- Identify how many other transactions OPEN / CLOSED while bad-tran was running. [RL_TBGN|RL_TEND]
- Find a sweet-point to roll forward, which will include some of bad-tran but as many good-trans that were committed while it was running.
Some of the open/closed transactions are preserved. The open transaction will still need to go through UNDO recovery when the database is next accessed and will require additional bi space
as outlined above.
For further information refer to Article How to view the contents of after image files?
Data Reinstatement for Recovery Options 1, 2 and 3:
Data recovery requires re-running online transactions (OLTP).
- Unless the application vendor has a documented data reinstatement procedure, this can be both onerous and time consuming task.
- When the application architecture uses multiple databases, site-specific transaction design may require other databases to also be restored to the same transaction-consistent state as the crashed database.
- Recovering transaction data requires application development engagement, where initially backend reporting against the recovered database provides a baseline on where to start.
Forcing into a copy of the existing database before recovery (hence skipping crash recovery and having a database with open transactions and logical corruption), allows access to extract information to apply to the current database which has completed bi recovery.
Option 4: Don’t shut the database down.
When the database is started with -bistall
, instead of shutting down:
- First raise the bi threshold. Refer to Article How can the -bithold -bistall and the proquiet bithreshold be implemented?
- Identify the bad-tran, gather as much information for later preventative actions then disconnect the client process. Assuming enough bi space, which can be added online if needed, at least most of what they were running are still in shared memory while transaction backout takes place online.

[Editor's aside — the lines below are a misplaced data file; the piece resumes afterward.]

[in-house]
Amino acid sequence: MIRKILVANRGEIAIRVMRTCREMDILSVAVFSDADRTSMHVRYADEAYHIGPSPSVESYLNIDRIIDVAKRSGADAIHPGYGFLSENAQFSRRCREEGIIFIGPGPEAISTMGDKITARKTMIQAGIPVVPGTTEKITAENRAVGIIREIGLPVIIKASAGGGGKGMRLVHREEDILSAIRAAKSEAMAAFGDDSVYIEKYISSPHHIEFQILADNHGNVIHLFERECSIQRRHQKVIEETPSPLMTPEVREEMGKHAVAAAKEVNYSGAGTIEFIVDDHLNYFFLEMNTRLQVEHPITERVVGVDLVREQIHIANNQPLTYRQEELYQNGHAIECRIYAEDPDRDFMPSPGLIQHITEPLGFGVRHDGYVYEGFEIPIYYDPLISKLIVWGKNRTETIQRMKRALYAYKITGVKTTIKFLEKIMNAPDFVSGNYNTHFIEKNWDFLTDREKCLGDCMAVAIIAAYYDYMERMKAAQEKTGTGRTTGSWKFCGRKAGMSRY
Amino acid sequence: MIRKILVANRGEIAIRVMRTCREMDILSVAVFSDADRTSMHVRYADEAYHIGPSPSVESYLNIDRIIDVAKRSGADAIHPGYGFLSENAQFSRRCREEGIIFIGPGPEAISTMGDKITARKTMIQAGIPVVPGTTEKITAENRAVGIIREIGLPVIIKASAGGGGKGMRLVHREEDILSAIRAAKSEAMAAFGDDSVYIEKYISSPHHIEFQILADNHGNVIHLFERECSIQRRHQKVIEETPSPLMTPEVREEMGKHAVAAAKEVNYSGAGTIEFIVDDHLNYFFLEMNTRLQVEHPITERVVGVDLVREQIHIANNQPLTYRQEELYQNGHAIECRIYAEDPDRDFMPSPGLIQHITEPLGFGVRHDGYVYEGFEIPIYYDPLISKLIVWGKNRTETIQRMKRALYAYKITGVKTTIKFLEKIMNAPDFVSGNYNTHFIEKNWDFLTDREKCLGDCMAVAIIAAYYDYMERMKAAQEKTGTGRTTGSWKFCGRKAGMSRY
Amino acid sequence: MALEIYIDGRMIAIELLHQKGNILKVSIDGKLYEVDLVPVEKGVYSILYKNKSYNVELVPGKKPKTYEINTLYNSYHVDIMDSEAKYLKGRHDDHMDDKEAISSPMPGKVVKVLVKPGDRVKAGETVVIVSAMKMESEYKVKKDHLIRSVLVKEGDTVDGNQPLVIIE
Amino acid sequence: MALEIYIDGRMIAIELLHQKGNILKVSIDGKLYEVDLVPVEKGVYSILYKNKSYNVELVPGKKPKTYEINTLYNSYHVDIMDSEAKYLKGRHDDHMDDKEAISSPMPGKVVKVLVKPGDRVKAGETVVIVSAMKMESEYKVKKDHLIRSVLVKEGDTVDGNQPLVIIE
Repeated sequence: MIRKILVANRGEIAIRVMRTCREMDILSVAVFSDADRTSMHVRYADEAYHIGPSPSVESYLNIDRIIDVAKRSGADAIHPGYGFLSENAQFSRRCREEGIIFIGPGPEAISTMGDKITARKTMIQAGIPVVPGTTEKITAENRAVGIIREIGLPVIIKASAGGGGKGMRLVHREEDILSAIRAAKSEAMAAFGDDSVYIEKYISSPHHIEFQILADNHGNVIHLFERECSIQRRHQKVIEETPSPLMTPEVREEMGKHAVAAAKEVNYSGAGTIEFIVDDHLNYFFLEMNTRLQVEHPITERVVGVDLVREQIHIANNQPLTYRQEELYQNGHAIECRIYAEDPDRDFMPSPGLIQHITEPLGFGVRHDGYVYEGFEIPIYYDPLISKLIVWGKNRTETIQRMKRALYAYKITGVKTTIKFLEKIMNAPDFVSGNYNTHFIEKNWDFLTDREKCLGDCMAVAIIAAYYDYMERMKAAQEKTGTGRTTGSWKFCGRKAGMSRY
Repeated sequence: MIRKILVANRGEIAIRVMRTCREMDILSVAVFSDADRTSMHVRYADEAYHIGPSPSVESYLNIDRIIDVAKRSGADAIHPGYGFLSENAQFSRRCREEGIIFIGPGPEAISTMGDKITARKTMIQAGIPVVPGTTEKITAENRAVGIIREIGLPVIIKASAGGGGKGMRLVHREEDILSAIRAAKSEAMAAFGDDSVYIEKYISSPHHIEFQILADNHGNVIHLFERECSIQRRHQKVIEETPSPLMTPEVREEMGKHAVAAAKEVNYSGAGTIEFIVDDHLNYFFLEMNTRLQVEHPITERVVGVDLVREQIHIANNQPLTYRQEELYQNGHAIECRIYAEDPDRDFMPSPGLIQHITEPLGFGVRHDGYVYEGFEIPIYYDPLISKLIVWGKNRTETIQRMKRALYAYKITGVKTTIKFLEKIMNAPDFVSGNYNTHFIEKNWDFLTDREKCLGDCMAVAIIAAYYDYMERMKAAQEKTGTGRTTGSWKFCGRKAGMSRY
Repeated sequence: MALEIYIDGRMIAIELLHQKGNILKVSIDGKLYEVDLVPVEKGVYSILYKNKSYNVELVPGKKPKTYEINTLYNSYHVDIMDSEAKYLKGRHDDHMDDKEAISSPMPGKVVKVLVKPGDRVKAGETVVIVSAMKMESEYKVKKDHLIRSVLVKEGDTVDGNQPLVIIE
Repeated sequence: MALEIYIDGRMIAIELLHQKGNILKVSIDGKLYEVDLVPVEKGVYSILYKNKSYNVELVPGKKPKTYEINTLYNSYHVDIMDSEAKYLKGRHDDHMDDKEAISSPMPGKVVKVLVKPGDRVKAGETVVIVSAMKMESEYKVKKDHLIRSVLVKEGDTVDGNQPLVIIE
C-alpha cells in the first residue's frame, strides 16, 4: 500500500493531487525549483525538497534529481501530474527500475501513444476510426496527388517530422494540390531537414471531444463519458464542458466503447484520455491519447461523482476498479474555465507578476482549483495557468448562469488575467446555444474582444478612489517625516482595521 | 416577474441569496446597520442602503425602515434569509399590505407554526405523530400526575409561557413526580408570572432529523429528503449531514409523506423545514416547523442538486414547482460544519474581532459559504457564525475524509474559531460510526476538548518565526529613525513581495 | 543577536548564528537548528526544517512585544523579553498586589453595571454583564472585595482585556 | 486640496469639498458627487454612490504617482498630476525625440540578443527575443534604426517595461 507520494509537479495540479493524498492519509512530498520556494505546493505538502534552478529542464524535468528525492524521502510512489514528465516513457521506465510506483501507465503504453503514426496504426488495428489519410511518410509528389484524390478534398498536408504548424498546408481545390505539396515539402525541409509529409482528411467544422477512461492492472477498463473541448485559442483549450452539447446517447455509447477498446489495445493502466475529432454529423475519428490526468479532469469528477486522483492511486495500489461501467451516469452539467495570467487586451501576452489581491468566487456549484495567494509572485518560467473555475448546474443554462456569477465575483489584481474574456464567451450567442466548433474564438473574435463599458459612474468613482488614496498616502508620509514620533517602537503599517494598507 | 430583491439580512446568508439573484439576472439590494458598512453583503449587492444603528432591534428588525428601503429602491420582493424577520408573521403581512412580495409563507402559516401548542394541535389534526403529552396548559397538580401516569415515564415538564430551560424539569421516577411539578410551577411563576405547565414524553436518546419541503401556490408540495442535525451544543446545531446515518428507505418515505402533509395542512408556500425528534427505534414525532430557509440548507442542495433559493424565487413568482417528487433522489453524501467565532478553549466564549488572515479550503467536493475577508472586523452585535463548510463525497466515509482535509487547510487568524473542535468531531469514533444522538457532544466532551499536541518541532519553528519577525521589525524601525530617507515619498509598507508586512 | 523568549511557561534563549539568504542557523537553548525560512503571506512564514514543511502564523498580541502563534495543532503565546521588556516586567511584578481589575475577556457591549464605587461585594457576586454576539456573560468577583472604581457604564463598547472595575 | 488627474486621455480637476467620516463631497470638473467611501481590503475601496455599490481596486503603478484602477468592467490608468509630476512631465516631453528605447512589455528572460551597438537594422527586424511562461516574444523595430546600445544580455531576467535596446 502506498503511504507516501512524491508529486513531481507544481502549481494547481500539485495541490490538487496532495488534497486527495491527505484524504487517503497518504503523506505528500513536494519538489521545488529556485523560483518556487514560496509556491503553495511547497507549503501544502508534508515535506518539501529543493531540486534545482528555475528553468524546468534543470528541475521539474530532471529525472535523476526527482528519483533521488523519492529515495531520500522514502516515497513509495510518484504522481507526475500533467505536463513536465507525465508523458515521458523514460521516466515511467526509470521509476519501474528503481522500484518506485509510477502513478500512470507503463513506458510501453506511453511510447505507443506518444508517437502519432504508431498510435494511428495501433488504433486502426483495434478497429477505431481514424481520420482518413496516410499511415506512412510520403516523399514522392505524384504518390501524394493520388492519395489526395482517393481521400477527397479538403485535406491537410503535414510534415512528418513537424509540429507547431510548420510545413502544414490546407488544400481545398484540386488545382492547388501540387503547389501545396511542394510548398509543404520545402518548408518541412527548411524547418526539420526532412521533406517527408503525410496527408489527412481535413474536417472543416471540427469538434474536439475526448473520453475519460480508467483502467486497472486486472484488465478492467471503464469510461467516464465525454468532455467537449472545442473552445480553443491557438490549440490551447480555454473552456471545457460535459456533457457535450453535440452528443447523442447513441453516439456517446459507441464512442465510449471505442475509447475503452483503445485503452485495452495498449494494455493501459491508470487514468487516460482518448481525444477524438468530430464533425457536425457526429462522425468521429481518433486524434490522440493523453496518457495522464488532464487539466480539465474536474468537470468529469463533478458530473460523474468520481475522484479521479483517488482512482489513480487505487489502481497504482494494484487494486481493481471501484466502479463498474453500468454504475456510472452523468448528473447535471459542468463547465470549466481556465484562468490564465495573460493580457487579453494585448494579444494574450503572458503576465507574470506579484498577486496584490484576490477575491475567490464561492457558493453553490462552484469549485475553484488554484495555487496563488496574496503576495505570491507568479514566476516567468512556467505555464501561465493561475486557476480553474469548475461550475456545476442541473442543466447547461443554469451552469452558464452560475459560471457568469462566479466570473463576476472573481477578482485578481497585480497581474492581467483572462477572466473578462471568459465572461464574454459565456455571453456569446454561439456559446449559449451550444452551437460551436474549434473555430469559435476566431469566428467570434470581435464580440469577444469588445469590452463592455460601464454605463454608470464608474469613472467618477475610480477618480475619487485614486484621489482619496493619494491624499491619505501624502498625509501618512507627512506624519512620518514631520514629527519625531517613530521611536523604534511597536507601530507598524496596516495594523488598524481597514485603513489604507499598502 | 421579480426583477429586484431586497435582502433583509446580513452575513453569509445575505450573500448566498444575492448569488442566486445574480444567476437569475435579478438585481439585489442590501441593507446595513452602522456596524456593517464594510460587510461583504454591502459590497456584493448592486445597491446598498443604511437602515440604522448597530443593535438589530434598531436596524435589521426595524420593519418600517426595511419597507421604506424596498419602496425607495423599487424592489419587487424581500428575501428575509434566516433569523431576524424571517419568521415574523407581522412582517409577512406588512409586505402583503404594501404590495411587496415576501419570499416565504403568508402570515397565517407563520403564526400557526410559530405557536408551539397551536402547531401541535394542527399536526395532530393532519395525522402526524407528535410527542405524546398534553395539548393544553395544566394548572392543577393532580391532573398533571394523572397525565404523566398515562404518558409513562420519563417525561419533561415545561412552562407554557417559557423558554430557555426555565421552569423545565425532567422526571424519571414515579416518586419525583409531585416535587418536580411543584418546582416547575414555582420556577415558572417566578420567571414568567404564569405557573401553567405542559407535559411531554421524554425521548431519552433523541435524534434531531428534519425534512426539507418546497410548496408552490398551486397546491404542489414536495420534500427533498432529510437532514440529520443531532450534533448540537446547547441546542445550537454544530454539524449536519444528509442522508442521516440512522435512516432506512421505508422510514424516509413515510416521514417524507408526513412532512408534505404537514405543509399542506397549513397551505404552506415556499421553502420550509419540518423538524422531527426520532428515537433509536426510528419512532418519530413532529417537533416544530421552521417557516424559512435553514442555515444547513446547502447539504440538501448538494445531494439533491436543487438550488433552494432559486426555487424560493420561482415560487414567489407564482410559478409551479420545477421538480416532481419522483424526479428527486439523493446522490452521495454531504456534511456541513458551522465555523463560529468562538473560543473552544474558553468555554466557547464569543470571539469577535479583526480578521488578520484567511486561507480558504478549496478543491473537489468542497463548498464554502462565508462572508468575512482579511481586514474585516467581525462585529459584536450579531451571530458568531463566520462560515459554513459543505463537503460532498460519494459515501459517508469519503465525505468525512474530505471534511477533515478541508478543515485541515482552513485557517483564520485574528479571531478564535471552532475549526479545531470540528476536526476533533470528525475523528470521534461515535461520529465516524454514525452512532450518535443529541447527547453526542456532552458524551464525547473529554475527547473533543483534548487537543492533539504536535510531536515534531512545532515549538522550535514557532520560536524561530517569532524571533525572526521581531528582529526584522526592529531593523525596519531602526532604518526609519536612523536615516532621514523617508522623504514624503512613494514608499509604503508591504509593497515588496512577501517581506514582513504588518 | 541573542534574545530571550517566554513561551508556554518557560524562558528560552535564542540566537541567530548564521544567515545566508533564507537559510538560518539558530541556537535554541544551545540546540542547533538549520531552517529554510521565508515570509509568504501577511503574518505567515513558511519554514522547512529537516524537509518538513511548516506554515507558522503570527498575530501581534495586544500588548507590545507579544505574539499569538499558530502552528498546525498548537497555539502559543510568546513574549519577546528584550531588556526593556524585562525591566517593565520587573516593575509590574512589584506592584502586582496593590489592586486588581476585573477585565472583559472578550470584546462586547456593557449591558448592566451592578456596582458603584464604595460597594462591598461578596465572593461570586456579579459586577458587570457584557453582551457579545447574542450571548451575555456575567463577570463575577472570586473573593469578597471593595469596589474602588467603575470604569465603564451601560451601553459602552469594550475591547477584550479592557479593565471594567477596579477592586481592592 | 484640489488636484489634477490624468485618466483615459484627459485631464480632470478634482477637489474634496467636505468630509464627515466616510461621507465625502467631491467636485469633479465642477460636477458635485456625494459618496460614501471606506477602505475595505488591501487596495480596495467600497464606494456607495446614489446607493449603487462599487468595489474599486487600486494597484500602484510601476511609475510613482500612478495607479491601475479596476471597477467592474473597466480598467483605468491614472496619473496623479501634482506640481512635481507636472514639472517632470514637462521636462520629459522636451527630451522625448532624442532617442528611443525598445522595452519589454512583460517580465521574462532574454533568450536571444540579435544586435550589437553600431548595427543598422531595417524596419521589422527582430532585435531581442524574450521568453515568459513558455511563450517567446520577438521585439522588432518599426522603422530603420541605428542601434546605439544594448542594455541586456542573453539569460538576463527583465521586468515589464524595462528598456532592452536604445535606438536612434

- If AI is enabled, the AI files will be recycled as BI notes are written to undo the transaction. Assure sufficient available AI space, otherwise AI can be disabled online with RFUTIL -C AIOFF.
- If Replication is enabled, ensure that the target is online to unlock AI extents. Otherwise ensure there are also enough AI file space to hold LOCKED AI extents which can be applied to the target database later.
- If AIMGT is enabled, re-set the switch interval to "on-demand" to use the available ai files to their full extent: rfutil -C aiarchiver setinterval 0
- Start disconnecting other users as soon as possible after expediently finishing off their current transactions, limiting further bi growth as a result of good-transactions.
Result: The database has the long running transaction reverted and all other transactions completed, at sometime the bi file should be truncated offline.
Option 5: Last resort - skip crash recovery
When the -F option is used, crash recovery is skipped which should only ever be used as a resource of last resort. For further information refer to Article:
Considerations and outstanding Actions:
1. In order to improve the performance of UNDO/REDO operations:
- Improve the environment subsystems for faster I/O
- For faster block finds during UNDO processing: Dump and load tables with high fragmentation; run idxcompact; move tables to their own Type II Storage Areas.
2. Review the -bithold
parameter. Then the bithold value is reached, it provides an excellent braking system when the unexpected happens rather than the consequences of unattended growth.
The bithold value should adhere to an acceptable 'undo
' when needed and ideally with -bistall
, allows earlier intervention while the -bithreshold
is raised online. It is recommended to at least use these parameters when the root cause of unexpected bi growth remains to be isolated. For further information refer to Articles: